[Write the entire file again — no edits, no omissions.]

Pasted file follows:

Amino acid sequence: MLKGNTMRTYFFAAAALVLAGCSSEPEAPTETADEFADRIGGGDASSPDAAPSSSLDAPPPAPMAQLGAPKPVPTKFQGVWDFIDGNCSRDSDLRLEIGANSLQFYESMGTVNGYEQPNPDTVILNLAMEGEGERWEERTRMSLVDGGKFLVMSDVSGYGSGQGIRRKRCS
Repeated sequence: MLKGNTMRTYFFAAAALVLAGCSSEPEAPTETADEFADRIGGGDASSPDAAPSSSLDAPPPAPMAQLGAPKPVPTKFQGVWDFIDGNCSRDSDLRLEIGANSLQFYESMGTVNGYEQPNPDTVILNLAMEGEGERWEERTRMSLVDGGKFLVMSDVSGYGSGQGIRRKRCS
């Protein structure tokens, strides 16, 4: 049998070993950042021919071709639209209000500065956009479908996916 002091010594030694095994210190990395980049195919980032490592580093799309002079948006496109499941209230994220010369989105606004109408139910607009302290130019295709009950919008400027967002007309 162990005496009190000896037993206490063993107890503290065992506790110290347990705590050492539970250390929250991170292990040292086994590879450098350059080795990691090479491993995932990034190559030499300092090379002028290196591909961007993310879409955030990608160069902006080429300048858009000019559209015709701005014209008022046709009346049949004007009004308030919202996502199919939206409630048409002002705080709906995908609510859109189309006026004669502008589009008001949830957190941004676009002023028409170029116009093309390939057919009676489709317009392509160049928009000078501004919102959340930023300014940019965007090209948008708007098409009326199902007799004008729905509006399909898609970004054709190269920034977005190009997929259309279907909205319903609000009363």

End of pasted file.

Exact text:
Amino acid sequence: MLKGNTMRTYFFAAAALVLAGCSSEPEAPTETADEFADRIGGGDASSPDAAPSSSLDAPPPAPMAQLGAPKPVPTKFQGVWDFIDGNCSRDSDLRLEIGANSLQFYESMGTVNGYEQPNPDTVILNLAMEGEGERWEERTRMSLVDGGKFLVMSDVSGYGSGQGIRRKRCS
Repeated sequence: MLKGNTMRTYFFAAAALVLAGCSSEPEAPTETADEFADRIGGGDASSPDAAPSSSLDAPPPAPMAQLGAPKPVPTKFQGVWDFIDGNCSRDSDLRLEIGANSLQFYESMGTVNGYEQPNPDTVILNLAMEGEGERWEERTRMSLVDGGKFLVMSDVSGYGSGQGIRRKRCS
């Protein structure tokens, strides 16, 4: 049998070993950042021919071709639209209000500065956009479908996916 002091010594030694095994210190990395980049195919980032490592580093799309002079948006496109499941209230994220010369989105606004109408139910607009302290130019295709009950919008400027967002007309 162990005496009190000896037993206490063993107890503290065992506790110290347990705590050492539970250390929250991170292990040292086994590879450098350059080795990691090479491993995932990034190559030499300092090379002028290196591909961007993310879409955030990608160069902006080429300048858009000019559209015709701005014209008022046709009346049949004007009004308030919202996502199919939206409630048409002002705080709906995908609510859109189309006026004669502008589009008001949830957190941004676009002023028409170029116009093309390939057919009676489709317009392509160049928009000078501004919102959340930023300014940019965007090209948008708007098409009326199902007799004008729905509006399909898609970004054709190269920034977005190009997929259309279907909205319903609000009363």